In May 2020, a team of developers — including Ethereum co-founder Gavin Wood — launched Polkadot. This is a unique cryptocurrency that expands on existing crypto tokens with the eventual goal of building a decentralized internet and is therefore an extremely interesting and potentially attractive investment for crypto enthusiasts to consider. It is built on a blockchain network but is more scalable than existing tokens. Polkadot is more than a single blockchain — it’s an ecosystem of connected blockchains. The central chain (known as the relay chain) provides security for the entire network. And the side chains (known as parachains) increase the network’s capacity. Notably, each of these parachains is its own blockchain, and each can be optimized for a specific purpose, just like Ethereum is optimized for smart contracts. But other examples include blockchains built for file storage, financial services, communication, or supply chain transparency. Bridges are the last piece of the puzzle. These allow parachains to connect to external networks like the Bitcoin or Ethereum blockchain. In other words, Polkadot not only supports its own ecosystem, but it also integrates with existing networks, allowing communication between platforms that can’t normally communicate.
The biggest advantage of Polkadot is its processing capability. The Bitcoin and Ethereum networks can process around three and 15 transactions per second respectively, while the Visa payments network processed 4,840 payments per second in the last quarter. Thus, we can already see the issues with the likes of Bitcoin and Ethereum in comparison to traditional payment methods, and Polkadot seems to have solved this problem through the use of parachains. By using parachains, Polkadot can process more transactions in parallel, boosting throughput — at least, that’s the theory. The first parachains are slated to launch later this year. But when they do, Wood believes the network may handle as many as 1 million transactions per second. This means that it is now a very good time to invest in this cryptocurrency, as its value could very well go through the roof upon the launch of the first parachain networks later in 2021.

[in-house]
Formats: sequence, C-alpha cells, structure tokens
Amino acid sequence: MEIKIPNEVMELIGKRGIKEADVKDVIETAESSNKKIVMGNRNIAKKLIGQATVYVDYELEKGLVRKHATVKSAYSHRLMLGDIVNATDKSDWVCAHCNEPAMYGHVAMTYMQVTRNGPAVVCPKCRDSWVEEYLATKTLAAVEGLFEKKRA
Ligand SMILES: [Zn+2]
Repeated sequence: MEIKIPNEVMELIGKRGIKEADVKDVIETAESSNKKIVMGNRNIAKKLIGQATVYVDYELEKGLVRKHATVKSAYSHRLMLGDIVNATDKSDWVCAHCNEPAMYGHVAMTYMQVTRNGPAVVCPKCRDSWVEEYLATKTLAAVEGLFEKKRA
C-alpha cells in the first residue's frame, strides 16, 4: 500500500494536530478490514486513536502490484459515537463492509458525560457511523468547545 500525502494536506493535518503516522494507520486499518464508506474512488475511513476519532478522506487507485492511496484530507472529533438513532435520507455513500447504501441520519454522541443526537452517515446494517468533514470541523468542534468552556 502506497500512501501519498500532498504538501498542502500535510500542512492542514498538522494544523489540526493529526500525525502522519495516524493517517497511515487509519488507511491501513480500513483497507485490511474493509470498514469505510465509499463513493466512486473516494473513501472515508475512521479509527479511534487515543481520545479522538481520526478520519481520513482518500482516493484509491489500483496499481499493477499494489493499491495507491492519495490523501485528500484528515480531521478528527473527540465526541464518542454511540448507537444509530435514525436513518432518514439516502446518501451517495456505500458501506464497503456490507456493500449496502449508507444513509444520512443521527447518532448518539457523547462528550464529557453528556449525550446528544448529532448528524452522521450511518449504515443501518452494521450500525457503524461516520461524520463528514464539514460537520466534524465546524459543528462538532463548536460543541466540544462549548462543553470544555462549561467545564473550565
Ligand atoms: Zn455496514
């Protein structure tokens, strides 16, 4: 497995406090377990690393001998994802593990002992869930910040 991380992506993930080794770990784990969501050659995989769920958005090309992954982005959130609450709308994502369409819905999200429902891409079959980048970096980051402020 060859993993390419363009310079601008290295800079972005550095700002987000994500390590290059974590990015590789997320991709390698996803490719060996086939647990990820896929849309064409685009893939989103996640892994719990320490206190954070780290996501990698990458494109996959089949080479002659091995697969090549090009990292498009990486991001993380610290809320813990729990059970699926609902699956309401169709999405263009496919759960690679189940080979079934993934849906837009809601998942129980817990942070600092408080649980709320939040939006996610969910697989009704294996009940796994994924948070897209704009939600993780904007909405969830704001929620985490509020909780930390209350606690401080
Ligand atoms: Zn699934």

The best way to understand how Polkadot works is by using real-life scenarios. Let’s say that Parachain A has been designed for file storage, while Parachain B will work with smart contracts. Now, for example, say a company posts a job requirement via a smart contract on Parachain B. Instead of filling out a lengthy application, all you would need to do would be to give Parachain A permission to access your background information, and this would then fill the relevant information on the application. The smart contract on Parachain B would verify your credentials, while if you meet the requirements of the application, the contract would then automatically trigger a job offer. This would simplify the recruitment process by a huge degree, and is just one example of how Polkadot could help improve performance and efficiency across multiple sectors.
Building on that scenario, let’s say Parachain C is designed to collect data from Internet-of-Things devices, like cameras or biometric sensors; and Parachain D is optimized for financial services like payroll. When you arrive at work (or log in to your account), Parachain C could relay that data to the smart contract in Parachain B. Using the agreed-upon hourly wage or salary, Parachain B could then inform Parachain D that you need to be paid. Parachain D could then send money from the employer’s account to your account, automating the payroll process and providing you with instant access to your paycheck.
The ultimate goal for Polkadot is to build a completely decentralized network – one where users can access any type of decentralized app or service securely from anywhere, and thus Polkadot’s system of connected blockchain networks gives it the greatest potential to create such a network.